Some of the substances and drugs that are commonly mixed with heroin are fentanyl, white sugar, flour, caffeine, talcum powder, rat poison, laundry detergent, and baking soda. As you can imagine, some of these substances are just outright dangerous like laundry detergent and rat poison. But this does not mean that the other substances are safer because those can still put the people using the drug at risk of hazardous side effects. 

An example here is heroin mixed with caffeine can mask the signs of a drug overdose. People who are using the drug will think that they need more of it. When they do, they may suffer from brain damage. They may even die because of it. 

People who use this drug know that heroin is so much more affordable compared to prescription opiates. This makes heroin a drug that is in demand. As a consequence, the risk of overdosing and death has also increased. This is because the drug dealers are trying to meet the high demand by mixing the drug with other dangerous substances. 

Why Heroin is Addictive

Heroin is one of the most addictive drugs around. There’s a lot of harmful effects of heroin on the body. If you are having problems with your heroin addiction, don’t lose hope because recovery from the addiction is still possible. What you have to understand that while it’s possible to recover from heroin addiction, it won’t be an easy process. That is why you have to prepare yourself for it and be committed to your goal of getting rid of the habit. 

Many heroin users have tried beating their addiction but have experienced relapse and returned to their old ways after being sober for some time. What makes recovery from heroin addiction so difficult? Let’s try to understand why heroin is so addictive and different heroin effects on the brain. 

Studies have stated that heroin can hijack the user’s brain and rewire it. When this happens, the brain begins to think that the drug is a necessary chemical. A brain that has become addicted to heroin is only focused on getting high regardless of the costs or consequences. That’s why heroin addicts can do extreme things just to get their fix. 

This drug also works in a similar manner to that of other opioids. It can increase the dopamine level that is being released to the user’s limbic reward system. This system is a part of our brain which is responsible for experiencing pleasure. It also drives all of the activities that give us intense pleasure like drinking, eating, and sex. 

When an individual uses heroin though, what the drug does is that it begins to take over the limbic reward system. This means that large volumes of dopamine are released, causing the high that the heroin user feels. After this experience, the heroin addict feels that the euphoria is slowly going away. This leads them to seek out heroin over and over for that high. Repeated use of this drug will eventually create tolerance and dependence on it, contributing to addiction to heroin.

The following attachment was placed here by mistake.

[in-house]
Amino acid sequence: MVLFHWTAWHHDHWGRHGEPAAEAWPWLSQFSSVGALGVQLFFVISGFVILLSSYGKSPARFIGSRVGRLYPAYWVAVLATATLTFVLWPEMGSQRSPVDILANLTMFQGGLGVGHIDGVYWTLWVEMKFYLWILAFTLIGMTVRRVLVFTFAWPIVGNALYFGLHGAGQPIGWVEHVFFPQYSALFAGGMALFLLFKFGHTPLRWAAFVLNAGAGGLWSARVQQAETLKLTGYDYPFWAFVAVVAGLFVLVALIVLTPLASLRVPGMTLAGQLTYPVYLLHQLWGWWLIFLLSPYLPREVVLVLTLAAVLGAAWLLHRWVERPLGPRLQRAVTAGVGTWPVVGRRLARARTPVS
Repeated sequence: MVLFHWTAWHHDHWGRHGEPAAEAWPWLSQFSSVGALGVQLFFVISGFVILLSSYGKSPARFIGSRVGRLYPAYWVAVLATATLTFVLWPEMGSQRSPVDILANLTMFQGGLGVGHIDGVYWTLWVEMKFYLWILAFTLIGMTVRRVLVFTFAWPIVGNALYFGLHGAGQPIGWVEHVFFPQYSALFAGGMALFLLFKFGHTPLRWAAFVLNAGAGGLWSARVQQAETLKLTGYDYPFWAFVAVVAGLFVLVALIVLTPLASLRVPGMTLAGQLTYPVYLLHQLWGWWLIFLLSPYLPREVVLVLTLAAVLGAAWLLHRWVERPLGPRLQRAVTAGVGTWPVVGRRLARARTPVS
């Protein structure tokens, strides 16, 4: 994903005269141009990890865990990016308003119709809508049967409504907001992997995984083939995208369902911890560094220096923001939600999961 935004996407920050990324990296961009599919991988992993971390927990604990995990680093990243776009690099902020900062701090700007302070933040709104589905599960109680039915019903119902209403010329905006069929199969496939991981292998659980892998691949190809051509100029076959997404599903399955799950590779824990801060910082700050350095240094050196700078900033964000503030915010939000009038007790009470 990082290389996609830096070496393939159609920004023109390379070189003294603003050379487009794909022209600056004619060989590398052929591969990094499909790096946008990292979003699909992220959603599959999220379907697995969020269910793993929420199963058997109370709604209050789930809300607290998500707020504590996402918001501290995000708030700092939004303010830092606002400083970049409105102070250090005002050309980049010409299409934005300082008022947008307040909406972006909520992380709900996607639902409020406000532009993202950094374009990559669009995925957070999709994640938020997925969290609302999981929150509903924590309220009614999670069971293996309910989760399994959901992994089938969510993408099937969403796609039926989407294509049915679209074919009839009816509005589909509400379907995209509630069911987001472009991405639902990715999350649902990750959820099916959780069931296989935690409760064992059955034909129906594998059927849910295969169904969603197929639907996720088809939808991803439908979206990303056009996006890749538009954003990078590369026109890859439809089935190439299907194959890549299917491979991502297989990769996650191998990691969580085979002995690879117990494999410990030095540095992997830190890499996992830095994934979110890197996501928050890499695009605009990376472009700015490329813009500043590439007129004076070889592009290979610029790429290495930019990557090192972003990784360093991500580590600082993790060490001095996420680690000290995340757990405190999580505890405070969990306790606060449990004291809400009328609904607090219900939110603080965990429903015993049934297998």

Heroin detox and withdrawal is a very challenging process. If it is not done properly and with sufficient guidance, it can be harmful to the user’s body. The process of heroin withdrawal can be very difficult for drug users who try quitting the habit by themselves. 

It’s because the drug has already affected the areas of their brain controlling planning, organization, and judgment. The drug also hijacks the motivational and memory systems of the brain. This causes the relentless pursuit of heroin to achieve that high no matter what the cost may be. 

Drug Rehabilitation vs. Drug Detox

There are so many challenges that you should be ready for if you want to quit heroin abuse. But don’t let those challenges intimidate you or stop you from working your way to sobriety. In this section, let’s discuss further some of the available treatments for heroin addiction. We will take a look at drug rehabilitation vs. drug detox. 

Rehab and detox are not one and the same. With detox, it is the process of stopping the drug use so that the body can get rid of the heroin in it. Detox is an important step when it comes to drug rehabilitation. But it is not enough to successfully quit their heroin use. The chances of relapse or going back to using heroin are high. 

What you should remember is that treatment for heroin addiction involves many phases. For example, you have to go through detox first, and then you may need medications to help with the withdrawal symptoms. To provide you with support and give you opportunities to learn coping skills, talk therapy is also an important component in drug rehabilitation. 

This is why heroin detox alone is not enough if you want to stop the habit of using drugs. You need the right set of treatments as well as a good support group to help you in your recovery from heroin addiction. When you do, there are more chances for a successful recovery and maintaining sobriety won’t be very difficult. It will still be challenging but knowing that you have a great support system will enable you to move forward and not go back to using drugs. 

Short-term Effects of Heroin

Heroin abuse causes so many effects on the body. Some of these effects are short-term while others are long-term effects. When the drug enters a user’s brain, it becomes converted into morphine. When this happens, it binds immediately with opioid receptors. 

Individuals who use this drug feel a rush or a surge of intense pleasure. The rush that they feel may vary; it can be more intense if they have taken high doses of heroin. The intensity of the high also depends on how fast heroin enters the user’s brain. So, this means that the manner in how the drug was ingested is also a factor in the kind of high that the user feels. 

With heroin use, the high that is felt is also accompanied by other effects such as the dry mouth and becoming flushed. The extremities may also feel heavier than usual. Some of the other short-term effects of heroin include severe itching, vomiting, and nausea.